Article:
Myth #2: Fossil Fuels Get More “Subsidies” Than Renewables
Myth #3: Americans Will be Using Less Electricity
Myth #4: Only Renewable Energy Systems are Evolving
Myth #5: Europe is the Example to Follow
Myth 1: Wind and Solar Will Displace Coal
Although growing in importance, wind and solar power are not expected to displace coal in the years ahead because they are only available “when the sun shines” and “when the wind blows.” The EIA’s National Energy Modeling System doesn’t forecast a wind and solar “explosion” as some want to claim because technical and physical limitations make them less reliable and more expensive. EIA-cited low capacity factors for wind (35%) and solar (23%), which often fall below 10%, are a constraining factor in our consumer-based society, where reliable electricity is needed on demand. Wind power, for instance, is best late at night when demand is lowest. Perhaps the best thing we can do for renewables is to move the focus away from deployment at all costs and center on more R&D to store electricity at utility-scale. Without greater storage options, wind and solar will remain much more “supplemental” than “alternative.” Carnegie Mellon’s Electricity Industry Center warns of a public backlash from higher costs if we try to install renewables too quickly: many Renewable Portfolio Standards are now being pulled back. Even our best costs estimates for renewables are often incomplete because they omit the requirement for new transmission and backup generation (“spinning reserve”) that comes from more reliable fossil fuels. It must also be noted here that wind and solar energy are not “new,” as many like to claim, but are among the oldest sources. The windmill goes back at least 3,000 years to ancient Persia (today’s Iran), and the ancient Egyptians utilized solar energy to heat their homes.
An Ontario court has dismissed a set of appeals from four families that sought to have provincial legislation related to the approvals of large-scale wind farms declared unconstitutional.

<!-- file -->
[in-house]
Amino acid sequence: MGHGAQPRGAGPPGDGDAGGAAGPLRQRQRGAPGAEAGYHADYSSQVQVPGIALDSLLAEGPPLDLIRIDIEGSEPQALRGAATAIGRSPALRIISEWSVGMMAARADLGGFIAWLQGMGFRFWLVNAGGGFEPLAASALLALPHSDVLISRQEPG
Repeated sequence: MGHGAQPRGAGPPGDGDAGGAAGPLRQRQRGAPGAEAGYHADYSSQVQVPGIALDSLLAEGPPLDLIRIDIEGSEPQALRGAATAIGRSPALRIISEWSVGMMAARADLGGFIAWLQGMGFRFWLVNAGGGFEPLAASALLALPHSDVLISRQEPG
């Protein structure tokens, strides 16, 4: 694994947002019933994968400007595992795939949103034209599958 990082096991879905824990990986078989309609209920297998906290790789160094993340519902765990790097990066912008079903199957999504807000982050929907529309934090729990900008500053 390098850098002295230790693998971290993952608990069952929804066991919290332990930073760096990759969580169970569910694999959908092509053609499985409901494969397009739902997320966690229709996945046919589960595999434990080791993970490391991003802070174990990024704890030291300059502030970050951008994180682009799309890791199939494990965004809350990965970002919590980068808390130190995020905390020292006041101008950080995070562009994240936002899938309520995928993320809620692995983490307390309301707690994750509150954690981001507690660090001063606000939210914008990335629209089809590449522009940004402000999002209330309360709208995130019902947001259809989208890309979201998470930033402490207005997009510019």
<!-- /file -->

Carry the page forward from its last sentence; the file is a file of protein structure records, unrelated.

In a decision released on Monday, a panel of three Divisional Court judges ruled against the claims of the families who were concerned about the potential health effects of living as close as 500 metres to the turbines.
The families had argued that provincial legislation makes it impossible to scuttle a project on the basis of potential health impacts.
The case was considered the first constitutional challenge to the Green Energy Act to reach the appellate court level.
Until Dec. 22, they lived less than a mile from one of the turbines, within a mile of five more. Each of the 16 turbines are taller than 500 feet and within two miles of their home.
Help has come from many of the family’s supporters — from people in Sheffield to the Danby-based Vermonters for a Clean Environment.
VCE executive director Annette Smith dipped into inheritance funds her parents left her to purchase the used trailer for the couple, saying she feared for the Therriens’ lives while trying to survive another winter on the mountain.
Ultimately, with VCE’s help, the Therriens’ former home will be turned into a motel of sorts. Guests will be educated on the effects of living near an industrial wind project site, said Smith.
“We are going to set it up as the First Wind Motel, that is our plan, and people can come up and experience it firsthand,” said Luann. A minimum stay of several nights will be required so the experience is meaningful, said Smith, adding that the same idea is being discussed near a wind project in another state.
Smith said, “Someone will be staying at the house in Sheffield after the Therrien family leaves.”